School of Physics and Astronomy, 116 Church St. SE, Minneapolis, Minnesota 55455, United States of America

University of Minnesota - School of Physics and Astronomy Graduate Program In Physics

School of Physics and Astronomy, 116 Church St. SE, Minneapolis, Minnesota 55455, United States of America


The University of Minnesota is located in the Twin Cities of Minneapolis and St. Paul.

The Physics Graduate Program at the University of Minnesota offers students innovative educational and research opportunities with world renowned faculty.  Our graduate program offers students the opportunity to work at the cutting edge of contemporary research. The program is large enough (about 180 students) to provide varied opportunities for research and networking, while maintaining an active graduate student community. 

The cities provide a full array of cultural activities, including live music, theater, and restaurants inspired by the diverse backgrounds of the population. The metropolitan area provides numerous opportunities for summer and winter recreation, while northern Minnesota (with more than its share of the 10000 lakes and the spectacular North Shore of Lake Superior) provides the largest wilderness area in the Midwest.

Program Requirements

Bachelor's degree requirements:
Bachelor's degree is required. There is no minimum GPA, but if GPA is less than 3.3 the possibility of acceptance is low.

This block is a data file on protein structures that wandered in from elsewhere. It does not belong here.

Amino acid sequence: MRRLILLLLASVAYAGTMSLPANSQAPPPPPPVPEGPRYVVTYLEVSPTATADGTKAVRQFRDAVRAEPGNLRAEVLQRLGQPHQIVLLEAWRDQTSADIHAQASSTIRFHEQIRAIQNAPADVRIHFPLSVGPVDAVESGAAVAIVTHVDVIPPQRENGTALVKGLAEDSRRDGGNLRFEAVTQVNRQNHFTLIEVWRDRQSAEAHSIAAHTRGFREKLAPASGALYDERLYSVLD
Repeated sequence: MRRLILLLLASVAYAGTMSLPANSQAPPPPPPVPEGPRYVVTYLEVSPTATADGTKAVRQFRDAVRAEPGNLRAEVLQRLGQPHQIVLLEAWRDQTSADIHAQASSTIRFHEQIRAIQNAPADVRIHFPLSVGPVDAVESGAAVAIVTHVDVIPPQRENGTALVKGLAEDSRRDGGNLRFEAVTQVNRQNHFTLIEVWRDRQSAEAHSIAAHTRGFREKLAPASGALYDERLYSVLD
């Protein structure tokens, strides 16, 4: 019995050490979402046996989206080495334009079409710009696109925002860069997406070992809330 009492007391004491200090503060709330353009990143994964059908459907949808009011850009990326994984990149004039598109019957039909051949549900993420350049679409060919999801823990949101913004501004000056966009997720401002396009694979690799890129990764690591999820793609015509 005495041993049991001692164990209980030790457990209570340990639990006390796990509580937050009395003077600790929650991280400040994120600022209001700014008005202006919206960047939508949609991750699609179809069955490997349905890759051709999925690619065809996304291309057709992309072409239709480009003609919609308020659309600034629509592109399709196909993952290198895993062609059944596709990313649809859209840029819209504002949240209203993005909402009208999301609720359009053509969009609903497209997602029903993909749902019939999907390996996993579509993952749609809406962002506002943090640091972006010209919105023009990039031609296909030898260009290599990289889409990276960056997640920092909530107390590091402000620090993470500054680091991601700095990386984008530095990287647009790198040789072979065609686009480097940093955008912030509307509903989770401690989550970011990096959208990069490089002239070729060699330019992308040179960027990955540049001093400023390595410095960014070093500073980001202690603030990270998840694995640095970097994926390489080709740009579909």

GRE Requirements: Not Required
Physics GRE Requirements: Not Required
TOEFL Requirements: Required

Description of your department culture

Grad Phi is a student organization focused on developing, supporting, and improving the graduate student community while promoting non-academic interaction among physics graduate students. They host activities such as coffee hours, game nights, hikes, and holiday parties. Grad Phi also provides an organized voice for physics graduate students in the consideration of issues within the School of Physics and Astronomy.

The Women in Physics and Astronomy (WiPA) group was established to raise awareness throughout the entire school of not only the important contributions women have made and continue to make in physics and astronomy, but also about the various mechanisms that make it difficult for women to make those contributions. Planned activities raise the visibility of women within the school and encourage interactions amongst female graduate students, faculty and/or research associates. It is hoped that the Women in Physics and Astronomy group will encourage a respectful climate for women in the school.